Voters in five states will see slavery on their ballot this November as prison reform advocates push to abolish slavery and involuntary servitude as well as reshape the prison labor system.
Not sure if you knew this but, slavery technically still exists.
In 1865, the 13th Amendment to the U.S. Constitution was ratified, abolishing slavery and involuntary servitude in the United States, except as a punishment for crime. The exception loophole was adopted by 20 state constitutions.
Voters in Alabama, Louisiana, Oregon, Tennessee, and Vermont will head to the polls this midterm election to vote on amendments prohibiting slavery and involuntary servitude, which could transform prison labor and the criminal justice system. Colorado, Nebraska, and Utah have already approved similar ballot initiatives.
“This is the crown jewel of criminal justice reform,” said Curtis Ray Davis II in an interview with PEW. “Most people believed it was impossible to get the amendment on the ballot in Louisiana, but Louisiana and America should not be in the business of legalized slavery”
Some advocates want to remove the exception clause from the U.S. Constitution altogether and believe once voters abolish the exceptions on a state level, Congress will follow suit.
“We want to remove offensive language and provide protection for citizens from slavery and involuntary servitude,” Max Parthas, co-director of state operations of the Abolish Slavery National Network told PEW.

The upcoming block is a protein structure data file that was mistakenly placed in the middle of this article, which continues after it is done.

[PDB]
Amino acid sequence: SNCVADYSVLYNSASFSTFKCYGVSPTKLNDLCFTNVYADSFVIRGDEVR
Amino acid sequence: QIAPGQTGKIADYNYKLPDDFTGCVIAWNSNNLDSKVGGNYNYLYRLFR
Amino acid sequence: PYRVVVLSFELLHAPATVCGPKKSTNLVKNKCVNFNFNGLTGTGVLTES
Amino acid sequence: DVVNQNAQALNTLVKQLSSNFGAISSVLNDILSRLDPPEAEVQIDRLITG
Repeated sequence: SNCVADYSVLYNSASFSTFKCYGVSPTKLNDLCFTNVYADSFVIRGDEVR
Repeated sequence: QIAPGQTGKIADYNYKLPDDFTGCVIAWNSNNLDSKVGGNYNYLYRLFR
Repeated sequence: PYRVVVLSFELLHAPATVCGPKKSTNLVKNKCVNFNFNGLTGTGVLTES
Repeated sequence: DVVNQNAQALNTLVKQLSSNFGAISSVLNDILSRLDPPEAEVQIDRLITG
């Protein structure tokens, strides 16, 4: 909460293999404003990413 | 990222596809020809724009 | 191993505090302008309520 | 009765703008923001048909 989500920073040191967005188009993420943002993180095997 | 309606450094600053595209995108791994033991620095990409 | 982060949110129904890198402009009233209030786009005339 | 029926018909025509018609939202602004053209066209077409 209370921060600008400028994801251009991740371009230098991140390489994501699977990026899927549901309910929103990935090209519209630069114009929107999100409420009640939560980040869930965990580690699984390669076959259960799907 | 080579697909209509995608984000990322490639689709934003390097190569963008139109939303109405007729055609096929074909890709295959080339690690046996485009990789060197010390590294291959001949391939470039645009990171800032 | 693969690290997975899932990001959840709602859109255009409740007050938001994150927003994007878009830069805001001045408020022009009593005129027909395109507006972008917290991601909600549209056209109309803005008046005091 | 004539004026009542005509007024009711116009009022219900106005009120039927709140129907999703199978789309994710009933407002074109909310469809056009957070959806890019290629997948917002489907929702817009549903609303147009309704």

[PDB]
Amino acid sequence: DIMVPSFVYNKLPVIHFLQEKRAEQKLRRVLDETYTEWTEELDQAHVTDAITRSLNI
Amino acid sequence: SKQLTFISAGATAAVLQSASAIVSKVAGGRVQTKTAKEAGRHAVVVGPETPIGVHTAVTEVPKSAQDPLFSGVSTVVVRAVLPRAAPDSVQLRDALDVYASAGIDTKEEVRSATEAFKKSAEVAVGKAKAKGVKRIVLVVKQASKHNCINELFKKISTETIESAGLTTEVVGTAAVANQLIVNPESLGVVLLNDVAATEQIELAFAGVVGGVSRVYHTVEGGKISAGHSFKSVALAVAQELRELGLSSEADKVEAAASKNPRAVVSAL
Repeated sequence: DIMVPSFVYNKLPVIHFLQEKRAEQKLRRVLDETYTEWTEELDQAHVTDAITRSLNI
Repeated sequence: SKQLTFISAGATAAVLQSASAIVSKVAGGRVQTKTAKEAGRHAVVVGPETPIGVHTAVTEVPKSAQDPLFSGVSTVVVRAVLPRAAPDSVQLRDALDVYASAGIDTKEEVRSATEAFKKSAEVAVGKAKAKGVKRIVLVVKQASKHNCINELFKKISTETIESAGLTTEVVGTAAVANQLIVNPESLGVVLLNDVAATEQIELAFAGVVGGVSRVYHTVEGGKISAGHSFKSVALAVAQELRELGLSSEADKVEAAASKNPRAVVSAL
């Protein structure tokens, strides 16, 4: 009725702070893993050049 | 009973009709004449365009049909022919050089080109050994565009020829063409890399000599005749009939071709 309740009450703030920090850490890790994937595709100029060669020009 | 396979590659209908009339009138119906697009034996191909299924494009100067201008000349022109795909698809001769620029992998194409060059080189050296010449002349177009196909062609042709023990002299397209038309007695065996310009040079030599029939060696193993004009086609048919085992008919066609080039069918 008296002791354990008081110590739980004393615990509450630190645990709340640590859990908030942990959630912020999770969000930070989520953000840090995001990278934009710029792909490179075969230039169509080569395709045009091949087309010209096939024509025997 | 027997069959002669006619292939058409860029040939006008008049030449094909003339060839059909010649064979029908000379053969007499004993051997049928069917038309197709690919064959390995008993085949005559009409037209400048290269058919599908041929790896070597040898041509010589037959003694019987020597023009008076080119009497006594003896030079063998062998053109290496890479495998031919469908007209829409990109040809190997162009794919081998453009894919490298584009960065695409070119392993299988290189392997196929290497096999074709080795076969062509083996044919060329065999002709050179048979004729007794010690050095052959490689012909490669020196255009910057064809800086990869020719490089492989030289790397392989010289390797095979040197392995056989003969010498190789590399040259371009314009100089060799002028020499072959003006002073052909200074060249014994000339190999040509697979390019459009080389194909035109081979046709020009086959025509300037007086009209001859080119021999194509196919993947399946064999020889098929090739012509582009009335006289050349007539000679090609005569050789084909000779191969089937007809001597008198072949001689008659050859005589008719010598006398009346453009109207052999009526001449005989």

Some state representatives say the amendment is mostly symbolic and believe the language could be more harmful than it was originally written.
Louisiana state Rep. Alan Seabaugh, a Republican who opposed the measure, told PEW the effect would be “absolutely none, whatsoever. It’s essentially just symbolic. It says what’s already on the books — although potentially worse. The new amendment technically allows slavery,” Seabaugh said. “I don’t think anybody thought of it that way, but that’s what it says.”
Although getting these amendments on ballots is a good thing, provisions for forced labor within the criminal justice system are still finding their way into the language.
After Colorado passed its amendment in 2018, a lawsuit seeking higher wages for prison workers was dismissed. Since then other states have added language to their amendments that suggest prison work is still authorized.
Tennessee’s amendment was changed at the request of the Department of Corrections to read, “Slavery and involuntary servitude are forever prohibited. Nothing in this section shall prohibit an inmate from working when the inmate has been duly convicted of a crime.”
“The Department of Corrections asked us to put in the exception,” said Tennessee state Sen. Raumesh Akbari in an interview with PEW. “I don’t think it would have moved forward if we had not agreed to do it.”
No one really knows how these amendments will affect the prison labor system, but it is important to understand what you are voting for. Only time will tell if amendments like these will lead to actual change, but we can all agree that ending slavery real or symbolic is a good thing whether the person is in prison or not.
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